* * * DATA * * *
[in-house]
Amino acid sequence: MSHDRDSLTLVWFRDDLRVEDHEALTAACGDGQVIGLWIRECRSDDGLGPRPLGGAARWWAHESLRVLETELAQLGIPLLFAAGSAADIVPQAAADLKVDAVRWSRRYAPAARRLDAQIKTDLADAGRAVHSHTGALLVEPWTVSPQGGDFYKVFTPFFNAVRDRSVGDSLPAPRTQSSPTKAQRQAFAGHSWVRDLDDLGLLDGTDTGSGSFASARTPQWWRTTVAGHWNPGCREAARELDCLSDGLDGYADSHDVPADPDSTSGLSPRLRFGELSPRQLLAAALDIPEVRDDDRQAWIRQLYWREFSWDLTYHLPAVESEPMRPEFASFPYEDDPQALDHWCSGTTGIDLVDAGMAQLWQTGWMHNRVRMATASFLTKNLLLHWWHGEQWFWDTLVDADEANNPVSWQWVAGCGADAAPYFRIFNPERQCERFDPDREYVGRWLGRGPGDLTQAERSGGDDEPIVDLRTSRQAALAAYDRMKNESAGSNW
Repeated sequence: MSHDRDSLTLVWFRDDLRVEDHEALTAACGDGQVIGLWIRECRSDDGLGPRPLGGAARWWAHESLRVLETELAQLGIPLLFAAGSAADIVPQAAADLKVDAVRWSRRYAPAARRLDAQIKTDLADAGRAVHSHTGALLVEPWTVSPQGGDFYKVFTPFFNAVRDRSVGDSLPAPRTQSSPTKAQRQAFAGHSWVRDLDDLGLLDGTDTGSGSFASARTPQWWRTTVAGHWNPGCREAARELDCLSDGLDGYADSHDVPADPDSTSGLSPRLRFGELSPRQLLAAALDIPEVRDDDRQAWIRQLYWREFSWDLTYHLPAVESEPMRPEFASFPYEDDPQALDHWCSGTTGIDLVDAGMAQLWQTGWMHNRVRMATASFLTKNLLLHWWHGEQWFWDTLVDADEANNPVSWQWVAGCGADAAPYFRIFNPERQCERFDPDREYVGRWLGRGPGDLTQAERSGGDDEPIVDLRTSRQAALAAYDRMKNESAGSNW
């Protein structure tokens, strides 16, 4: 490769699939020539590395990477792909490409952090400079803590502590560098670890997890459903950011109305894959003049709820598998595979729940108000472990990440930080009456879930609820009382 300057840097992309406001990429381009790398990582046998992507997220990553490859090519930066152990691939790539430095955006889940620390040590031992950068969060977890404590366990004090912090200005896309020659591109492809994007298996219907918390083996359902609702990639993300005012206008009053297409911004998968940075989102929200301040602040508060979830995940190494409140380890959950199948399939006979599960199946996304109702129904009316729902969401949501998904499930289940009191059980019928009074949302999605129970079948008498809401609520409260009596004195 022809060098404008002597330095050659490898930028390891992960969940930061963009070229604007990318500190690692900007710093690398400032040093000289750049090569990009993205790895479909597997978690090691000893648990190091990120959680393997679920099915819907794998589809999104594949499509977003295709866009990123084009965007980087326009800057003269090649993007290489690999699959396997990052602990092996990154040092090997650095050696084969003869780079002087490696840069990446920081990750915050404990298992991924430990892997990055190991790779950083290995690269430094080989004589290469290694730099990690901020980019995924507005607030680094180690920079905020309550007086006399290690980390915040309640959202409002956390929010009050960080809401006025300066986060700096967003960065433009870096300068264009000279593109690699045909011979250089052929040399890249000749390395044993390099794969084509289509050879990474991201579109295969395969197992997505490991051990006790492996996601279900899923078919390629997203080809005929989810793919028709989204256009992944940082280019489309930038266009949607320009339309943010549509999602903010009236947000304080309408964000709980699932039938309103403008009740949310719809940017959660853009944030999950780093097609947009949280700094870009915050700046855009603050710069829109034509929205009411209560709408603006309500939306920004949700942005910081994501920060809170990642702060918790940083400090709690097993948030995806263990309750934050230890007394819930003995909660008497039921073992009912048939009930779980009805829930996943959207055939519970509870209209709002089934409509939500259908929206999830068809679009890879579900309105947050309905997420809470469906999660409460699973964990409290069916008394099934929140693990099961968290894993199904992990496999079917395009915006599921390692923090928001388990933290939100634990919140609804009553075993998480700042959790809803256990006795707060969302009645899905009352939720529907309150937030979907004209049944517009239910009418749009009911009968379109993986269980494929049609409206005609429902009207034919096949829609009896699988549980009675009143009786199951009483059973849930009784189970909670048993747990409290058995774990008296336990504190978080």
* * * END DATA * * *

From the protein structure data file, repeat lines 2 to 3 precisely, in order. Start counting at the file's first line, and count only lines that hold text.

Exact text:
Amino acid sequence: MSHDRDSLTLVWFRDDLRVEDHEALTAACGDGQVIGLWIRECRSDDGLGPRPLGGAARWWAHESLRVLETELAQLGIPLLFAAGSAADIVPQAAADLKVDAVRWSRRYAPAARRLDAQIKTDLADAGRAVHSHTGALLVEPWTVSPQGGDFYKVFTPFFNAVRDRSVGDSLPAPRTQSSPTKAQRQAFAGHSWVRDLDDLGLLDGTDTGSGSFASARTPQWWRTTVAGHWNPGCREAARELDCLSDGLDGYADSHDVPADPDSTSGLSPRLRFGELSPRQLLAAALDIPEVRDDDRQAWIRQLYWREFSWDLTYHLPAVESEPMRPEFASFPYEDDPQALDHWCSGTTGIDLVDAGMAQLWQTGWMHNRVRMATASFLTKNLLLHWWHGEQWFWDTLVDADEANNPVSWQWVAGCGADAAPYFRIFNPERQCERFDPDREYVGRWLGRGPGDLTQAERSGGDDEPIVDLRTSRQAALAAYDRMKNESAGSNW
Repeated sequence: MSHDRDSLTLVWFRDDLRVEDHEALTAACGDGQVIGLWIRECRSDDGLGPRPLGGAARWWAHESLRVLETELAQLGIPLLFAAGSAADIVPQAAADLKVDAVRWSRRYAPAARRLDAQIKTDLADAGRAVHSHTGALLVEPWTVSPQGGDFYKVFTPFFNAVRDRSVGDSLPAPRTQSSPTKAQRQAFAGHSWVRDLDDLGLLDGTDTGSGSFASARTPQWWRTTVAGHWNPGCREAARELDCLSDGLDGYADSHDVPADPDSTSGLSPRLRFGELSPRQLLAAALDIPEVRDDDRQAWIRQLYWREFSWDLTYHLPAVESEPMRPEFASFPYEDDPQALDHWCSGTTGIDLVDAGMAQLWQTGWMHNRVRMATASFLTKNLLLHWWHGEQWFWDTLVDADEANNPVSWQWVAGCGADAAPYFRIFNPERQCERFDPDREYVGRWLGRGPGDLTQAERSGGDDEPIVDLRTSRQAALAAYDRMKNESAGSNW